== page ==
We have the patient's home BP readings, which were high quality. Now I want to start a medication. ACE inhibitors and ARBs [angiotensin-converting enzyme inhibitors and angiotensin receptor blockers]: Is there any difference between them? How do you think about them now, and has your practice changed recently?

Williams: I'm not sure how recently it has changed. A nice analysis by Chen and colleagues, from 2021, compared ACE inhibitors and ARBs. All the things that we liked about ACE inhibitors in terms of their renal protection or being helpful in systolic heart failure, ARBs do the same things. We know this, but it turns out that ARBs actually have a much more favorable side-effect profile. There is less cough and less angioedema. So in my own personal practice, I've been leading with the ARBs.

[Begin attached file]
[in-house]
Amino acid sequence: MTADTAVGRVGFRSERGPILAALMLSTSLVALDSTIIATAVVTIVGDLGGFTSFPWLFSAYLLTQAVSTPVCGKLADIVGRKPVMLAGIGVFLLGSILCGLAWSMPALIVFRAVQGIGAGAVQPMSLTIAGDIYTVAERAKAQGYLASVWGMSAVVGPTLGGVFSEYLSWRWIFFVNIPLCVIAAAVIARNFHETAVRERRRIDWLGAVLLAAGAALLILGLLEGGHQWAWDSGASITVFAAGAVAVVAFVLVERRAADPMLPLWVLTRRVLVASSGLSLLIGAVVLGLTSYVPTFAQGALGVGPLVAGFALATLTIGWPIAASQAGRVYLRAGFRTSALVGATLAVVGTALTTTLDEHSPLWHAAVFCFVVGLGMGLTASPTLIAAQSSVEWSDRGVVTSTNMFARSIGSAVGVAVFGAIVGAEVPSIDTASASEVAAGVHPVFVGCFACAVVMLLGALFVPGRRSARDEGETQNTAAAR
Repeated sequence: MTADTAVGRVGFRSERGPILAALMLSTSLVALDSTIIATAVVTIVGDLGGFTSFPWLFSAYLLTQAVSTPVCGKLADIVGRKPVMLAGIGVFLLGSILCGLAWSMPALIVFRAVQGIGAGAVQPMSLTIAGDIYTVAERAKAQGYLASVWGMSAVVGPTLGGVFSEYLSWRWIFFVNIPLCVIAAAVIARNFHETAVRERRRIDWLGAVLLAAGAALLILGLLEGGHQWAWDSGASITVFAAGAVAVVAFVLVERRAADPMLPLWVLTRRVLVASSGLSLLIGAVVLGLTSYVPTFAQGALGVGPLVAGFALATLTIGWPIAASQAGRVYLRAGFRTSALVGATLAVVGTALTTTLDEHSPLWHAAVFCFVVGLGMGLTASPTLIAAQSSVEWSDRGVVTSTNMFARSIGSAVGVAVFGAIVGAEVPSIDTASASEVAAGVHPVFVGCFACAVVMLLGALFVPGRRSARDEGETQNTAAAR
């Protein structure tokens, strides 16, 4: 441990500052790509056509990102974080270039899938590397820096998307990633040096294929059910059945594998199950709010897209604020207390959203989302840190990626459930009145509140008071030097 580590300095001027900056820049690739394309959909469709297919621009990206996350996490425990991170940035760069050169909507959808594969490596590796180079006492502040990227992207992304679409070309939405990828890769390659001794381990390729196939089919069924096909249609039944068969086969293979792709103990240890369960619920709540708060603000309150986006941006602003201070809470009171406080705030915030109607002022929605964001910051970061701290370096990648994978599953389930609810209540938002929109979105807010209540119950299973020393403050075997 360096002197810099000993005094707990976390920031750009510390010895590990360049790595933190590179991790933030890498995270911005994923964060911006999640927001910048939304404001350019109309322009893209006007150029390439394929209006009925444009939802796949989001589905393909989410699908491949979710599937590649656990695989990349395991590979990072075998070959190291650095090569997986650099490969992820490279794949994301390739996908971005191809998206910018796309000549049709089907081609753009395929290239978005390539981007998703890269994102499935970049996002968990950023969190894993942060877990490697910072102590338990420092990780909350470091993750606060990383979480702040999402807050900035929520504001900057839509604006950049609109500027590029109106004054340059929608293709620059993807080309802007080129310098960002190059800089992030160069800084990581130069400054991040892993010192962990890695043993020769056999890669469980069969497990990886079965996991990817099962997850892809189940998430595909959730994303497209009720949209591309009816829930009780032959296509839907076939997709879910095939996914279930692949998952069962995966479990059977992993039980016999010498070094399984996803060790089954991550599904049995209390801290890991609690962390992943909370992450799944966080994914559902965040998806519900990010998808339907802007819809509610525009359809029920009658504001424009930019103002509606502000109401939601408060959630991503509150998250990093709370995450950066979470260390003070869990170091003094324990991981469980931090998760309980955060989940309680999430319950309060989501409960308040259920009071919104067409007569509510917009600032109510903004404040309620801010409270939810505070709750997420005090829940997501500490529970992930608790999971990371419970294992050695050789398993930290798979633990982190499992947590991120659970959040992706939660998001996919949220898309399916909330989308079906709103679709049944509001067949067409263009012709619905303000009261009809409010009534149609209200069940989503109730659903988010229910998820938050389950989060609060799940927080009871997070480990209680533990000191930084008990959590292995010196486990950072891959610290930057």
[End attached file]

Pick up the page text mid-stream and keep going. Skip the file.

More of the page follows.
We talked with Dr Cohen about her favorite ARBs, and she has a similar practice. She doesn't start ACE inhibitors anymore. She favors the ARBs that have longer half-lives to mitigate the BP swings and to make patients' lives easier. Olmesartan is one of her personal favorites. We talked a little bit about losartan, which has a shorter half-life, so it is ideally dosed twice daily but is probably covered by most of the formularies. Valsartan is probably somewhere in the middle, with a nice longer half-life, but it is probably less potent. Telmisartan and candesartan also have nice longer half-lives, but I just don't see them used as often, and it might just be geographic variation.

Watto: Right. On some Twitter chat after the episode, she mentioned that olmesartan was just the example she happened to throw out, but there are other longer-acting ARBs. I hadn't really differentiated among the ARBs, so that was definitely practice-changing for me. Speaking of ARBs and ACE inhibitors, I had always been afraid to use them in patients with chronic kidney disease (CKD), but Dr Cohen said we should be prescribing them for these patients because there is cardiovascular benefit and renal protection. This was also practice-changing. I'm not sure about you. Are you more emboldened now to try them in patients with stable CKD?